HOW COSMETIC COMPANIES FIGURE YOU OUT

Do you believe you are choosing cosmetic products on your own?
Behind every make-up and fragrance you buy, you are unknowingly responding to the lures created by experts who have targeted you by your personality.
“One major reason cosmetic sales keep climbing, no matter what happens in the world, is that the cosmetics, toiletries , and fragrance industry is better at tapping into sociological and economic trends than almost any other group, including politicians,” as I pointed out in the Seventh Edition of my Consumer’s Dictionary of Cosmetic Ingredients. Below are examples:

Marketing Director of an Italian packaging supplier, Lumson, Stefano Focola, gave a presentation at a recent cosmetic trade show in Paris. He spoke about packaging and themes that grab certain segments of cosmetic buyers. He divided packaging trends into four categories:
Everlasting Rigorous—Classic and traditional style using colors black and white, pearl blue and gold vintage.
Politically Correct—Dating back to the 70s, it is evolving from a rebel theme which appeals to the more socially responsible. The products appear eco green with smaller carbon foot prints and are usually natural and organic in this category.
Sensual Roots. Focusing on the origins of a culture, targeting the past and adding a sensual aspect to make it modern. This, Focola says involves using wild brown, gold, silver old metalics and may have a religious symbol to present a sensual effect.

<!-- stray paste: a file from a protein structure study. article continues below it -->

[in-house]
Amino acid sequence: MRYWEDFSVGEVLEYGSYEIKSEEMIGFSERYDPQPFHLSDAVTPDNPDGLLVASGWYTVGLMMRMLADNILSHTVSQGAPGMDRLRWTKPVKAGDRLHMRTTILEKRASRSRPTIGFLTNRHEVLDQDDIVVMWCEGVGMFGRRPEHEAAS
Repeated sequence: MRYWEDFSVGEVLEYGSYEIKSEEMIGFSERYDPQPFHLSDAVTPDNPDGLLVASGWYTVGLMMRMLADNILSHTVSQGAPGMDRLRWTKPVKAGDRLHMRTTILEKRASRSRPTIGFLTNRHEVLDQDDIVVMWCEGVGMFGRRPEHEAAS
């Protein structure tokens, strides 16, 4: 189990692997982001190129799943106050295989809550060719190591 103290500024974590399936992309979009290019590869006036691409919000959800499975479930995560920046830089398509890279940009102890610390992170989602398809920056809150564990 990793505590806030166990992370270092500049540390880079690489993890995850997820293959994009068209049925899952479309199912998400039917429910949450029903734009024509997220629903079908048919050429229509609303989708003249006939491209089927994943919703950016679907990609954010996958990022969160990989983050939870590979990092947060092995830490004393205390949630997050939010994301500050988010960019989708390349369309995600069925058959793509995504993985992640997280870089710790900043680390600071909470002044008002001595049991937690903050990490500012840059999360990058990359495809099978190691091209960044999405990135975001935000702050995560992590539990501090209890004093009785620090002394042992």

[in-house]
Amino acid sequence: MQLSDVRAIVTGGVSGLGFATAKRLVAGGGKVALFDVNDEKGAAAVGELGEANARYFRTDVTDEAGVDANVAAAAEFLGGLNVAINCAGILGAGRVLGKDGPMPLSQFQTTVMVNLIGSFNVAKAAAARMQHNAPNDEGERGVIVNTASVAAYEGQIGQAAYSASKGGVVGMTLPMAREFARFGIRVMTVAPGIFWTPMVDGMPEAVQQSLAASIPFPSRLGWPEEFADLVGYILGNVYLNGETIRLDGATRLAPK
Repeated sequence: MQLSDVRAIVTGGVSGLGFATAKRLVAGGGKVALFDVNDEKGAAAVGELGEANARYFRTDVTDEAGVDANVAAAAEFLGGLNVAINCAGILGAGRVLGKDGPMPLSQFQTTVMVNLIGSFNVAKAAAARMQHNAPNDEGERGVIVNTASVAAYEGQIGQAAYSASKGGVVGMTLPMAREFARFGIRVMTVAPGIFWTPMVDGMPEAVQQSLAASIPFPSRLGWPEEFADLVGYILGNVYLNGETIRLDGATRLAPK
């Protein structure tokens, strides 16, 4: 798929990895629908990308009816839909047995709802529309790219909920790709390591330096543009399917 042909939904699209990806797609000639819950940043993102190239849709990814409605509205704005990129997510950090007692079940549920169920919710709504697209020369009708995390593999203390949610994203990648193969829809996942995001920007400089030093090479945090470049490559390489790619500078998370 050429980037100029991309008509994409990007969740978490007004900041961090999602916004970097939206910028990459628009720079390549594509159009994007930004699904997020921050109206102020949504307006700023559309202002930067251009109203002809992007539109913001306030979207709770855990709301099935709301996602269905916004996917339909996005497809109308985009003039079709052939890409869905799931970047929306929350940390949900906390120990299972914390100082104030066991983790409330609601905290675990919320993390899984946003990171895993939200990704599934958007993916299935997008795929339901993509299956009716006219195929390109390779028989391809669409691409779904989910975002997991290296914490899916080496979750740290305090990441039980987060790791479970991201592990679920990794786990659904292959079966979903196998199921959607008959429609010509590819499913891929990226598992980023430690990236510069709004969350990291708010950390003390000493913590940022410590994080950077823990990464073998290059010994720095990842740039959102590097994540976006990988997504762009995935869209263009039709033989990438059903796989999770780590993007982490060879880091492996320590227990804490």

Fun and That’s It. This trend captures the free spirited, “I don’t care” attitude by using vibrant blues, acid pink, purple and silver. The strong colors signify eccentricity and fun.
Analyst Daniel Bone, who approached the subject of trends at an In-Cosmetics Asia event in Bangkok in 2012, said Datamonitor’s Consumer Insight research showed that half of respondents questioned consider health and beauty products to be over-packaged.He said across beauty categories, just one in 10 consumers globally “actively monitor new products,” suggesting a mostly passive approach to beauty shopping: “This is because more than half of beauty consumers prefer to stick with brands that they know will work for them.”
Bone suggests that a breakout design can drive non-users to take a second look, shift their perceptions, and perhaps lead them to consider it as an acceptable alternative

Katia Petri, head of marketing, at Eckart cosmetics in the trade publication, Cosmetic Design, demonstrates how a creative cosmetic marketer can appeal to a passive consumer by enhancing the description of a common product.
“As the cold and dark days of winter slip away, spring begins to show
itself with brighter days and brighter colors all around. Spring and
Summer in America bring to mind rejuvenation, plans for picnics by the lake and coastal vacations. As the days grow warmer, you want to add a little sparkle to help catch the sun’s warming rays. The lip glosses show the perfect harmony that can be achieved by combining different pigment groups with each other. After the long winter, show your lips some Justice – they will thank you for it! Show your spirit with Independent Coral that looks outstanding thanks to the combination of the elegant SYNCRYSTAL Ivory with MIRAGE Sparkling Fire-Red. The picnic by the lake will take second place when you make your lips shine with Rockets”

So when you reach for that cosmetic product you may be unknowingly responding to the very carefully designed psychological input of the packaging and the hype. These categories usually contribute more to your product’s price than the ingredients in the container.

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